Background: Transient neonatal hyperglycemia (HG) has been reported in up to 80% of extremely preterm human infants. We hypothesize that severe HG is associated with increased morbidity and mortality in preterm baboons.
Methods: Sixty-six baboons born at 67% of gestation were studied. HG was defined as serum glucose level ≥150 mg/dl during the first week of life. Animals were stratified into two groups: severe HG (≥8 events) and nonsevere HG (<8 events).
Results: HG developed in 65 of the 66 (98%) baboons that were included. A total of 3,386 glucose measurements were obtained. The mean serum glucose level was 159 ± 69 mg/dl for the severe HG group and 130 ± 48 mg/dl for the nonsevere HG group during the first week of life. No differences were found in gender, birth weight, sepsis, patent ductus arteriosus, or oxygenation/ventilation indexes between groups. Severe HG was associated with early death even after controlling for sepsis, postnatal steroid exposure, and catecholamine utilization.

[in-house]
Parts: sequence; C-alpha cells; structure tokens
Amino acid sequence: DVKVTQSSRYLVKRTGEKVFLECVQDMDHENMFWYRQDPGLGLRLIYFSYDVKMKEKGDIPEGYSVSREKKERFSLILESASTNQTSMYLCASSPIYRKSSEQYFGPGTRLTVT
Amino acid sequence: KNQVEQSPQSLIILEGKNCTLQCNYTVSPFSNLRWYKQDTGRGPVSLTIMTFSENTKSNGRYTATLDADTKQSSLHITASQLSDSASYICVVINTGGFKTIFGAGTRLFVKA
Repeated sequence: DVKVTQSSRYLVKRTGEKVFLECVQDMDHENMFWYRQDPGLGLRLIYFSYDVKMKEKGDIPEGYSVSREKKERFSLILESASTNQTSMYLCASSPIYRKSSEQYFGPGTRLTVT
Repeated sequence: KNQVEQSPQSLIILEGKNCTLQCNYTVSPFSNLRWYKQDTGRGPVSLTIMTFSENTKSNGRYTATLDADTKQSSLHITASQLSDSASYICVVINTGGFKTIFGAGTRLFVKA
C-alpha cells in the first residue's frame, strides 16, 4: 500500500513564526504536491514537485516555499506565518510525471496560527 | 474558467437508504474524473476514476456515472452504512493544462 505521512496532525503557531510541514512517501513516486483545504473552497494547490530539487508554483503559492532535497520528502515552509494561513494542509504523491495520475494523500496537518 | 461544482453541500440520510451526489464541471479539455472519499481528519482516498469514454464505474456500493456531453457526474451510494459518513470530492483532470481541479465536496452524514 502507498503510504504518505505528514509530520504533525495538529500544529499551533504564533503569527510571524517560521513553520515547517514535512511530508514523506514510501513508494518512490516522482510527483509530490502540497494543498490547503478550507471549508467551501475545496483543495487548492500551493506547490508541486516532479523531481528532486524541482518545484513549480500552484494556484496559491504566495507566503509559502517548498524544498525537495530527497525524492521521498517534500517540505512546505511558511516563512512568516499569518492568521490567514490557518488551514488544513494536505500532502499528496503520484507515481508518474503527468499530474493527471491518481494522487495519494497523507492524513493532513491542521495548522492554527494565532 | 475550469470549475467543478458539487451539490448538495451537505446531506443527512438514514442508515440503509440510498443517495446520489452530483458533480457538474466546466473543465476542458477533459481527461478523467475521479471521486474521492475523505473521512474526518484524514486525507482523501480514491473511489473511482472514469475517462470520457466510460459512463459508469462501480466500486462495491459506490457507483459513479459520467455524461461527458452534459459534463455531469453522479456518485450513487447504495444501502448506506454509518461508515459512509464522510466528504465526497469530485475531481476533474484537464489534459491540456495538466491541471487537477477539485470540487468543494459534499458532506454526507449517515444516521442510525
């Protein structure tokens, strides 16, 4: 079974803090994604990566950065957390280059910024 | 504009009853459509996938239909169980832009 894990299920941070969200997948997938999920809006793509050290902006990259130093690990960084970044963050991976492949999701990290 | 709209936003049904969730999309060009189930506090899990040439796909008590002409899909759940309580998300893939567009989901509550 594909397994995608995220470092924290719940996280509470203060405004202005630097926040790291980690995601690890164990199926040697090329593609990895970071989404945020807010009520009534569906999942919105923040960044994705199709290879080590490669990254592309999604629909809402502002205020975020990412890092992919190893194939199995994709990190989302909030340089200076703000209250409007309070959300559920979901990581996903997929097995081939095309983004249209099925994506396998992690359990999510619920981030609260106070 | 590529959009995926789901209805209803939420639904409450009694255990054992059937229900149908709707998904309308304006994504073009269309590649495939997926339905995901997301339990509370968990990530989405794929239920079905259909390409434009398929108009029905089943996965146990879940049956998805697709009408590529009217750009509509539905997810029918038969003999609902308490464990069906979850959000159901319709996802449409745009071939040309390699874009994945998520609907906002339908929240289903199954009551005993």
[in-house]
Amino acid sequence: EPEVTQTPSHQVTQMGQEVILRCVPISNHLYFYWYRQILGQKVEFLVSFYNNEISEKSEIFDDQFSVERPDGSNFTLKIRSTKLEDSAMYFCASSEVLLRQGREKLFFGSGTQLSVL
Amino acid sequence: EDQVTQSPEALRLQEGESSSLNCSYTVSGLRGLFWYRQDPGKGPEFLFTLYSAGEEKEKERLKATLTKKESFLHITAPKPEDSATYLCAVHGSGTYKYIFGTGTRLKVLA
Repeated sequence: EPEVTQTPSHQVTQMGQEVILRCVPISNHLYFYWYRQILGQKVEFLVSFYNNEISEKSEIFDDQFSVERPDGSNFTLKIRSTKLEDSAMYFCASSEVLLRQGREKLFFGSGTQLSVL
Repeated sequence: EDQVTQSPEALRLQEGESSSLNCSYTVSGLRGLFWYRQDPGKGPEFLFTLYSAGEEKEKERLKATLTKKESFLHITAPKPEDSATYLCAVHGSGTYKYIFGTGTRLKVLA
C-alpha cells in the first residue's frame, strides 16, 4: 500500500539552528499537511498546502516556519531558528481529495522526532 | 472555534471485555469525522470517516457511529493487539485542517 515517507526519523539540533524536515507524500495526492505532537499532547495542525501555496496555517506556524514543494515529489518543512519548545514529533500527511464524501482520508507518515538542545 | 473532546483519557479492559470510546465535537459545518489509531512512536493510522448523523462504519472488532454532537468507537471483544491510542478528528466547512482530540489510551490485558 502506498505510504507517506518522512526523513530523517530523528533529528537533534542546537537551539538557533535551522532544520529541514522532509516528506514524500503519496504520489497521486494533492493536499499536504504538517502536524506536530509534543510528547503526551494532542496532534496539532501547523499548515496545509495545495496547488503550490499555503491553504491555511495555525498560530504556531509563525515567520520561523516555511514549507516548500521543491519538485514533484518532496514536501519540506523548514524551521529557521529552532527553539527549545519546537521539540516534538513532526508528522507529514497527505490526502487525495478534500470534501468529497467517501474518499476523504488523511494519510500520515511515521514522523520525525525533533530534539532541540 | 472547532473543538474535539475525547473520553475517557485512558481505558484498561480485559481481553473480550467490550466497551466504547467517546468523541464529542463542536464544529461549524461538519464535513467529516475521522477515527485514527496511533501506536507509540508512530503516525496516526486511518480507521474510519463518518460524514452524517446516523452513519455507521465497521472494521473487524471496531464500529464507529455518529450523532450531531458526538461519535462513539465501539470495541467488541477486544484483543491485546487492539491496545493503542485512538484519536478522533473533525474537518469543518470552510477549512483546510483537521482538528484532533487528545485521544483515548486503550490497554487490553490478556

Conclusion: HG is common in preterm baboons and is not associated with short-term morbidity. Severe HG occurring in the first week of life is associated with early death in preterm baboons.